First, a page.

While many puzzle games like to carry an intellectual air, few have been as blunt about it as last year's PQ: Practical Intelligence Quotient. As a sort of parallel to the popular brain-training games, PQ put you through a series of 100 three-dimensional logic puzzles. Based on specifics of your performance, such as speed and overall efficiency, you were assigned a PQ score, a sort of meta-intelligence rating. While the puzzles themselves could be deliciously challenging exercises in logic and spatial relations, there wasn't enough context for the PQ scores to really mean anything. That there was a loophole that made padding your PQ score a trivial matter didn't help, either. These issues and more are addressed in PQ2, which accomplishes much of what a sequel should. It bolsters what was good about the original with new, complementary gameplay mechanics and modes, while fine-tuning the parts that didn't quite work.
Every puzzle in PQ2 is essentially a 3D assembly of blocks floating in a nebulous void. There is a starting and finishing point, and your objective is to guide your avatar, a white, featureless silhouette of a person, from one to the other while taking as little time, and making as few unnecessary moves, as possible. The simplicity of your point-A-to-point-B objective is consistent, but your means of accomplishing it is not. Your avatar's abilities are limited to walking around, stepping up a single block level, picking up smaller blocks, and pushing around larger ones. The puzzlesmiths behind PQ and PQ2 have obviously gotten better at what they do, as the puzzles here are more inventive in their essential design, and the type of challenge you're presented with can vary widely from puzzle to puzzle.
PQ2 also introduces some new concepts that help tease the brain even further. There are now glass blocks that will shatter if dropped any further than the level you're currently standing on, a quality that can work for or against you, depending on the puzzle. Lasers can also pass through these blocks, which comes into play on more than one occasion. You'll find color-coded portable lifts that rise only when certain level conditions are met, such as when a pressure-sensitive floor panel is activated, or when a special switch-block is activated by a laser. In addition to the roaming security guards found in PQ, there are now Holmesian detectives who will walk a set path. The difference is that when detectives come across a block that you've stepped on recently, they'll start following your path, and you'll have to start the puzzle over if they catch up with you. Teleporters, which can be pushed and pulled around the level, can be used to access otherwise inaccessible areas, and their limited mobility proves key to solving several puzzles. Learning the rules that govern these various gadgets can take a while, and there are puzzles with so many different moving parts that it can be difficult to know where to start. The quality of the actual puzzles, though, makes these issues worth it.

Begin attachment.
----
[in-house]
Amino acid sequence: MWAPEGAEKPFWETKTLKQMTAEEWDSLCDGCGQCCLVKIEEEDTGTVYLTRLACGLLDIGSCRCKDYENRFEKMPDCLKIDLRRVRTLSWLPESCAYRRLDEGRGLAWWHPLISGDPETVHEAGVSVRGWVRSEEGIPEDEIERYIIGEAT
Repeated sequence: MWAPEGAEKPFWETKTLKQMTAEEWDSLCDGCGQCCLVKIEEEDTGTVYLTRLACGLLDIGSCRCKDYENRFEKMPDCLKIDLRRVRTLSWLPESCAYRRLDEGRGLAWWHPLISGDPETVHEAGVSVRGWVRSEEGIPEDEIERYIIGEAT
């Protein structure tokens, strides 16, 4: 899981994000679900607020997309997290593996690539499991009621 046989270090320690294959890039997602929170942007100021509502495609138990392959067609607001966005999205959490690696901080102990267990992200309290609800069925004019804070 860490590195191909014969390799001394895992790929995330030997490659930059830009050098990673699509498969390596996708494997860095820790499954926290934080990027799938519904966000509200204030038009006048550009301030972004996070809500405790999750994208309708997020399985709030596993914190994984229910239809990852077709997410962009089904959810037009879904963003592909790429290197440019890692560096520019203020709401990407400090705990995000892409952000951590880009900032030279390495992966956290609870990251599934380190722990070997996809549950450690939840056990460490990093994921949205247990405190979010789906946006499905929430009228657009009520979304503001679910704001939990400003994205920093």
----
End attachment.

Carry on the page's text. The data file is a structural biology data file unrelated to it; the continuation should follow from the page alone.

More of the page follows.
In addition to refining the actual gameplay, PQ2 brings several new ways to play the game. You can still go through the main 100-puzzle test, which benefits from an autosave feature that makes it tougher to pad out your score. It also makes the PQ score more meaningful by updating your current PQ score between puzzles, and by providing a short explanation of what your PQ score actually means once you've completed the test. In addition to this roughly five-hour challenge, there is a quick, 10-minute test consisting of just five puzzles, as well as a series of individual theme tests. As in the original, you can upload your score in the 100-puzzle test to an online leaderboard, though you can also download a weekly puzzle, download custom puzzles created by other players, or upload puzzles you've created with the game's built-in level editor. With so many puzzles and so many different ways to play, it's easy to lose a lot of time to PQ2.
While PQ2 would've seemed more impressive were it not following Crush, a PSP puzzle game with a much more conceptually challenging conceit, but PQ2 still stands on its own as a wholly capable puzzler. While slicker presentation might've been nice, the game wisely focuses on the elements that are really important to the PQ experience, and it's a more satisfying puzzle game for it.